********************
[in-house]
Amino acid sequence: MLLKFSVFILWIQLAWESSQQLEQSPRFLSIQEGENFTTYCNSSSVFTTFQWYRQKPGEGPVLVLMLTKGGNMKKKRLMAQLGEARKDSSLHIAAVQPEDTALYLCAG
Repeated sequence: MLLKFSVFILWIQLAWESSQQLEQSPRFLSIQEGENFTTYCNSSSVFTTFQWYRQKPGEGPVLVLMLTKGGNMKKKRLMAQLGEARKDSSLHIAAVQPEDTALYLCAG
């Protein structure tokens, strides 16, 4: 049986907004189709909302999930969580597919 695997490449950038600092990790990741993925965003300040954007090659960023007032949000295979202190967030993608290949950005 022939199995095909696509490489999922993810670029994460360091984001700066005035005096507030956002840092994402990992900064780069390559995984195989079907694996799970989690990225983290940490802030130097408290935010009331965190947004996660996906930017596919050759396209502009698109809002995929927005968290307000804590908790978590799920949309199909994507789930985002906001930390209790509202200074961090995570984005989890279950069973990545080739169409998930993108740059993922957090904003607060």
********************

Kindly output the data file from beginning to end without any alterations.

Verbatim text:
[in-house]
Amino acid sequence: MLLKFSVFILWIQLAWESSQQLEQSPRFLSIQEGENFTTYCNSSSVFTTFQWYRQKPGEGPVLVLMLTKGGNMKKKRLMAQLGEARKDSSLHIAAVQPEDTALYLCAG
Repeated sequence: MLLKFSVFILWIQLAWESSQQLEQSPRFLSIQEGENFTTYCNSSSVFTTFQWYRQKPGEGPVLVLMLTKGGNMKKKRLMAQLGEARKDSSLHIAAVQPEDTALYLCAG
């Protein structure tokens, strides 16, 4: 049986907004189709909302999930969580597919 695997490449950038600092990790990741993925965003300040954007090659960023007032949000295979202190967030993608290949950005 022939199995095909696509490489999922993810670029994460360091984001700066005035005096507030956002840092994402990992900064780069390559995984195989079907694996799970989690990225983290940490802030130097408290935010009331965190947004996660996906930017596919050759396209502009698109809002995929927005968290307000804590908790978590799920949309199909994507789930985002906001930390209790509202200074961090995570984005989890279950069973990545080739169409998930993108740059993922957090904003607060």